By communicating effectively with their patients, the doctor ensures more successful treatment outcomes. Improved doctor-patient communication leads to greater compliance in taking medication and enables more effective self-management for people with long-term chronic conditions.
Having this in mind, the European Federation of Neurological Associations (EFNA), with support from EFNS, is attempting to identify communication gaps between patients affected by brain disorders and their neurologists. Your help and expertise is required to explore these challenges and propose solutions. Read on to learn more about this project and how you can get involved…
Did you know that 50% of patients don’t take medications as directed? Did you know that doctors discuss adverse events only in 35% of the time? Did you know that one third of surgical patients can name only one risk factor of their surgery?
These statistics provide us with evidence of ineffective communication between the patient and their health professional. The problems are amplified in the field of neurology where patients can be affected by a communication deficit caused by their disorder. To further complicate matters, the extent of this deficit varies from patient to patient, and from disorder to disorder.
Clearly, the communication between a person affected by a brain disorder and their neurologist can be a challenge. Think about the potential communication problems during a consultation with a person affected by acquired brain injury – including stroke: dysphasia, dysarthria, dyspraxia and other cognitive communication disorders.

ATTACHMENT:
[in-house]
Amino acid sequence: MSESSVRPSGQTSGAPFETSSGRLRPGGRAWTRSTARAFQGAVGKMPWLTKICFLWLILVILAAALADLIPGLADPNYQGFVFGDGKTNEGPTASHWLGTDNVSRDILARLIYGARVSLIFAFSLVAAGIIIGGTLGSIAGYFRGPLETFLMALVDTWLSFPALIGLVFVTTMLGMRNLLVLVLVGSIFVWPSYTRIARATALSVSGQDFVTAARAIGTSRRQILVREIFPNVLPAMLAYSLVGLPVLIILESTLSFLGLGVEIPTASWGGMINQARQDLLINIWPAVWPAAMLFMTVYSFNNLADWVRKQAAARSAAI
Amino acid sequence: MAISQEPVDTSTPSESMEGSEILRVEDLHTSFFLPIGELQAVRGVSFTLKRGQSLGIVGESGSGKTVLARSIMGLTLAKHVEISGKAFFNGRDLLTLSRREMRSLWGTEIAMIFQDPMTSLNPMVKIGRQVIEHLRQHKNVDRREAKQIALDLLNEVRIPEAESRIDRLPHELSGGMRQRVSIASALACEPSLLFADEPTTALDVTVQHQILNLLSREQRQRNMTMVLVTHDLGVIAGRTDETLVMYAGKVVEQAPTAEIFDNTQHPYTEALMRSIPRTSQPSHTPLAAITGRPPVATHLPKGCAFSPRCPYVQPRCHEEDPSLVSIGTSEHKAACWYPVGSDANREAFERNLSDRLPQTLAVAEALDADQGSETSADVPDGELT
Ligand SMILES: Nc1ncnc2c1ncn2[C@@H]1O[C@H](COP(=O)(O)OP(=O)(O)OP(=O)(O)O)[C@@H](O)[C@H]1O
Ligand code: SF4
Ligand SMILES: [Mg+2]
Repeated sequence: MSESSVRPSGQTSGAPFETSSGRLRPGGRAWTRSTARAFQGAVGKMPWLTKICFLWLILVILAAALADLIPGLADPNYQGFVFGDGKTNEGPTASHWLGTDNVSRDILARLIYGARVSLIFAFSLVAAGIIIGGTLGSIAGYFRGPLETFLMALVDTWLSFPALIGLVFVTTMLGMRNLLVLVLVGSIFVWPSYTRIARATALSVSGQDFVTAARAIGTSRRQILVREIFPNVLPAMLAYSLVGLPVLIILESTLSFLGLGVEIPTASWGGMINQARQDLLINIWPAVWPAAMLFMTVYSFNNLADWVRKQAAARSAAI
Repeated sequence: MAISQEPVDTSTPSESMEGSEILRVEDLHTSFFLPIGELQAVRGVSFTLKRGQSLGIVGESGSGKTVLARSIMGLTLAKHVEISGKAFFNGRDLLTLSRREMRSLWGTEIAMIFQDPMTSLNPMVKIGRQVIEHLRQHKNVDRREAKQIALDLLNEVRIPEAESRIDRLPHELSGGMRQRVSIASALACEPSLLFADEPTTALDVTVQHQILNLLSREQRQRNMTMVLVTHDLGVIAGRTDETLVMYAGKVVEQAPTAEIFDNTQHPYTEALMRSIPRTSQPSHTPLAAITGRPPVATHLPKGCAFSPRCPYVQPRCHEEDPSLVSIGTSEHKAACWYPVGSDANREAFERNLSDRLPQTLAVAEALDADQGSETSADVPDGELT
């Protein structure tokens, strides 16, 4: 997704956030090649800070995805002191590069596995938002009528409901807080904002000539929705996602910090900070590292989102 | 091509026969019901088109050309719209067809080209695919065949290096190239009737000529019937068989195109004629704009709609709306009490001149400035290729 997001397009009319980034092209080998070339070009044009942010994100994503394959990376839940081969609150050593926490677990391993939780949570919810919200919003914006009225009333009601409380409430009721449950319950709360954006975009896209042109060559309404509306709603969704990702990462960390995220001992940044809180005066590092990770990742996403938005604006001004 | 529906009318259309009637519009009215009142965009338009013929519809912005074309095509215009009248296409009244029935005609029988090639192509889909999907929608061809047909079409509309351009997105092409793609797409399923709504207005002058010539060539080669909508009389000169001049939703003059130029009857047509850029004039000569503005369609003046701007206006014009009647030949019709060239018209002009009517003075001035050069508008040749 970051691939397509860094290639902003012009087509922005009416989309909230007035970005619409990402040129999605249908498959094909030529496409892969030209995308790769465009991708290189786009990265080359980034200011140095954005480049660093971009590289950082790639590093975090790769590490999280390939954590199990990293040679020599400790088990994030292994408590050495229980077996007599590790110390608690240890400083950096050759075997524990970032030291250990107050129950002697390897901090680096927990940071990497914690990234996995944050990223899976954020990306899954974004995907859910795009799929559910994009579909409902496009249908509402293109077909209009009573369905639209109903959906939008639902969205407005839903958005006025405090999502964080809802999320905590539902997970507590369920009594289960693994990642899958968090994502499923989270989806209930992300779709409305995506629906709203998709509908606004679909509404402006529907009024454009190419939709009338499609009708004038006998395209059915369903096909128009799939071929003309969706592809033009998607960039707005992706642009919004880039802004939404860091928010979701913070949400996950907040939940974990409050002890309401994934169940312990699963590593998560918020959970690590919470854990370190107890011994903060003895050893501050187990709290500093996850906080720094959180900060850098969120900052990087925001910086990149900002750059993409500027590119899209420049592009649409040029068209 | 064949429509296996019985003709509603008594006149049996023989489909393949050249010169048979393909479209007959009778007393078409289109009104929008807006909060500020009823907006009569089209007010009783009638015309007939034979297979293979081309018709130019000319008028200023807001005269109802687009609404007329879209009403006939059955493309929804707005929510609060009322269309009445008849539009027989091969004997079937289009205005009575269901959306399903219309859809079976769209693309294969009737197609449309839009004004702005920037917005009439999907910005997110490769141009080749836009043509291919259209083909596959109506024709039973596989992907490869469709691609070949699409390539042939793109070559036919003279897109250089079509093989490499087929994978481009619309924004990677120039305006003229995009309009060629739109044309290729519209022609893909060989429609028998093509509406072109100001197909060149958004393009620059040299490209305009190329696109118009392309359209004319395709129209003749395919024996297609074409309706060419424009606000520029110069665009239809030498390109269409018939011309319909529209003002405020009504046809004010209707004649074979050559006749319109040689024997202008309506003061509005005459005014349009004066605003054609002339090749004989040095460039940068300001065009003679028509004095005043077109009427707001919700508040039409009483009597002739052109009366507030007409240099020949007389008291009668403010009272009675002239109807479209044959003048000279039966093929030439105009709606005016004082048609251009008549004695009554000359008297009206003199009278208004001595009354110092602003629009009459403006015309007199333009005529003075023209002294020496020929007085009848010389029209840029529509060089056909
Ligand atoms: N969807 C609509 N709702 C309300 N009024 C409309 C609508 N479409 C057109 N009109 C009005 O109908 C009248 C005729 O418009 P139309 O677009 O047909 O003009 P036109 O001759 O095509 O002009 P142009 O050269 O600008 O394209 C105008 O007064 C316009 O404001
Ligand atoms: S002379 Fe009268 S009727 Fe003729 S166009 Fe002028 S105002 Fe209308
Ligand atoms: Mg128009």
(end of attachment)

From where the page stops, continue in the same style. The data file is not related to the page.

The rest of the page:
How do you communicate with a patient who cannot even understand simple language and is unable to construct sentences?
How do you communicate with a patient whose speech is incomprehensible due to slurring, volume or pace?
How do you know that the patient is following the conversation, understanding your recommendations and/or remembering your advice?
Poor concentration, memory or cognition could mean that a patient will not adhere to the treatment plan – leading to ineffective treatment or potentially damaging side-effects.
It is also important to remember that many patients with neurological disorders will not be affected by communication deficits. However, a problem can be created by the neurologist through the use of medical jargon, inability to listen, disrespect of the patient, perceived disinterest, lack of time for explanation, the setting of false expectations, etc.
The increase of the informed patient can also be problematic. For the first time in history, more patients are turning to the internet than to doctors for health information. Patients are communicating online as they seek information, share data and opinions, and select their treatments. Many are seeking to fill the void left by doctors who do not communicate well.
However, online information can lead to inaccurate self-diagnosis, false claims of cures, counterfeit medicines, etc. This can endanger patient safety.
To combat the issues raised, the European Federation of Neurological Associations (EFNA), supported by the EFNS, will run a workshop on ‘Improving Doctor-Patient Communication’ at the Joint EFNS-ENS Congress in Istanbul 2014. Following the workshop, a steering committee will be set up to assess the challenges faced by neurologists in communicating with those affected by brain disorders, and developing tools to assist in this process.
Good communication should improve health outcomes for patients and protect their safety. We know that the patient experience is closely related to and influences clinical effectiveness and safety – organisations that are more patient-centred have better clinical outcomes.
EFNA is asking neurologists with an expertise in this topic to get in touch if you can contribute to the initial consultation or become part of the steering committee. Please email Donna Walsh, EFNA Executive Director at: email@example.com or Audrey Craven, EFNA President at: firstname.lastname@example.org to register your interest.